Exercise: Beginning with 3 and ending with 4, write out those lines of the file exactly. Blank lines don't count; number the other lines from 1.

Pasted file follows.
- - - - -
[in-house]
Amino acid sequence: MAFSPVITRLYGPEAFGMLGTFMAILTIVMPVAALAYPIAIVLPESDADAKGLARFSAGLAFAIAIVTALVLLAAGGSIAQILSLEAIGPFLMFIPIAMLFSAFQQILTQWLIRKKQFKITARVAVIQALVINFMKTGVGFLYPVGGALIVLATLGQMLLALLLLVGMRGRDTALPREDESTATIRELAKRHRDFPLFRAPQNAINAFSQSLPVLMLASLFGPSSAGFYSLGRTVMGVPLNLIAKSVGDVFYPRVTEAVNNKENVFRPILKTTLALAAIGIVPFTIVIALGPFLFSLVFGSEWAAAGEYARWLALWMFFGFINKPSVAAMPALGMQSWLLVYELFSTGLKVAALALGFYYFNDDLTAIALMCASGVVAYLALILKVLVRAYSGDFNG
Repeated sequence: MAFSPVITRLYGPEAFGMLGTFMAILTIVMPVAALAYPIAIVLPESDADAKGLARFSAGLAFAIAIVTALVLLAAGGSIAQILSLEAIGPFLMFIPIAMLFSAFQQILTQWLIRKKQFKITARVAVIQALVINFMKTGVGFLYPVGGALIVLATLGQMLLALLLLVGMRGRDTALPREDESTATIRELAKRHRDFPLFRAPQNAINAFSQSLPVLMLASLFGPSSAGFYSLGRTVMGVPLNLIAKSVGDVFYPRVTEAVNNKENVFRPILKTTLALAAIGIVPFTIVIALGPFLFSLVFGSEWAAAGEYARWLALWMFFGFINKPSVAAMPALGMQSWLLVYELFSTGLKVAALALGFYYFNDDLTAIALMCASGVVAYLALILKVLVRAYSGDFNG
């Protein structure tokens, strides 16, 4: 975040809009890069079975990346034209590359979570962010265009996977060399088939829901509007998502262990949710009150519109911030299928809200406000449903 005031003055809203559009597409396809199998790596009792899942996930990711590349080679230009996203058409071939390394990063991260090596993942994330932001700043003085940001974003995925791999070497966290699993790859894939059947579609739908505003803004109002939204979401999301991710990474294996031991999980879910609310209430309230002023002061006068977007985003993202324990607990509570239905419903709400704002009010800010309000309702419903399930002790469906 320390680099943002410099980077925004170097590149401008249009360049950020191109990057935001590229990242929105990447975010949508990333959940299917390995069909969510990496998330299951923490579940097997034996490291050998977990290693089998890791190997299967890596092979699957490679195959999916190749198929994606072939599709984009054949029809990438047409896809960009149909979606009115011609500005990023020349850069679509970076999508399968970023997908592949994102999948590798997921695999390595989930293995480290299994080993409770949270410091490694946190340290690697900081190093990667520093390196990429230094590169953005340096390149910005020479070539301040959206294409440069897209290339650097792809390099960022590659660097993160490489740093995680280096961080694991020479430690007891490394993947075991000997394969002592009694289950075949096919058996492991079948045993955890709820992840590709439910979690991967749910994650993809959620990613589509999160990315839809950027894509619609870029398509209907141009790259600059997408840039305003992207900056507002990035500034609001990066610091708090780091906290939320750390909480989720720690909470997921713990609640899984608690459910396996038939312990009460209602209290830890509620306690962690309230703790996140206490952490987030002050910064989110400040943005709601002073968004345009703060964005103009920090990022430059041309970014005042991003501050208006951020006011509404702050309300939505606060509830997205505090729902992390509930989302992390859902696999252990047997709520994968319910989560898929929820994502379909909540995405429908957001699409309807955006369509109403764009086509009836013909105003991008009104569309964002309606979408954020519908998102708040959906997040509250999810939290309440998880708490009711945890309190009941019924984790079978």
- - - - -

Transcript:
Repeated sequence: MAFSPVITRLYGPEAFGMLGTFMAILTIVMPVAALAYPIAIVLPESDADAKGLARFSAGLAFAIAIVTALVLLAAGGSIAQILSLEAIGPFLMFIPIAMLFSAFQQILTQWLIRKKQFKITARVAVIQALVINFMKTGVGFLYPVGGALIVLATLGQMLLALLLLVGMRGRDTALPREDESTATIRELAKRHRDFPLFRAPQNAINAFSQSLPVLMLASLFGPSSAGFYSLGRTVMGVPLNLIAKSVGDVFYPRVTEAVNNKENVFRPILKTTLALAAIGIVPFTIVIALGPFLFSLVFGSEWAAAGEYARWLALWMFFGFINKPSVAAMPALGMQSWLLVYELFSTGLKVAALALGFYYFNDDLTAIALMCASGVVAYLALILKVLVRAYSGDFNG
């Protein structure tokens, strides 16, 4: 975040809009890069079975990346034209590359979570962010265009996977060399088939829901509007998502262990949710009150519109911030299928809200406000449903 005031003055809203559009597409396809199998790596009792899942996930990711590349080679230009996203058409071939390394990063991260090596993942994330932001700043003085940001974003995925791999070497966290699993790859894939059947579609739908505003803004109002939204979401999301991710990474294996031991999980879910609310209430309230002023002061006068977007985003993202324990607990509570239905419903709400704002009010800010309000309702419903399930002790469906 320390680099943002410099980077925004170097590149401008249009360049950020191109990057935001590229990242929105990447975010949508990333959940299917390995069909969510990496998330299951923490579940097997034996490291050998977990290693089998890791190997299967890596092979699957490679195959999916190749198929994606072939599709984009054949029809990438047409896809960009149909979606009115011609500005990023020349850069679509970076999508399968970023997908592949994102999948590798997921695999390595989930293995480290299994080993409770949270410091490694946190340290690697900081190093990667520093390196990429230094590169953005340096390149910005020479070539301040959206294409440069897209290339650097792809390099960022590659660097993160490489740093995680280096961080694991020479430690007891490394993947075991000997394969002592009694289950075949096919058996492991079948045993955890709820992840590709439910979690991967749910994650993809959620990613589509999160990315839809950027894509619609870029398509209907141009790259600059997408840039305003992207900056507002990035500034609001990066610091708090780091906290939320750390909480989720720690909470997921713990609640899984608690459910396996038939312990009460209602209290830890509620306690962690309230703790996140206490952490987030002050910064989110400040943005709601002073968004345009703060964005103009920090990022430059041309970014005042991003501050208006951020006011509404702050309300939505606060509830997205505090729902992390509930989302992390859902696999252990047997709520994968319910989560898929929820994502379909909540995405429908957001699409309807955006369509109403764009086509009836013909105003991008009104569309964002309606979408954020519908998102708040959906997040509250999810939290309440998880708490009711945890309190009941019924984790079978």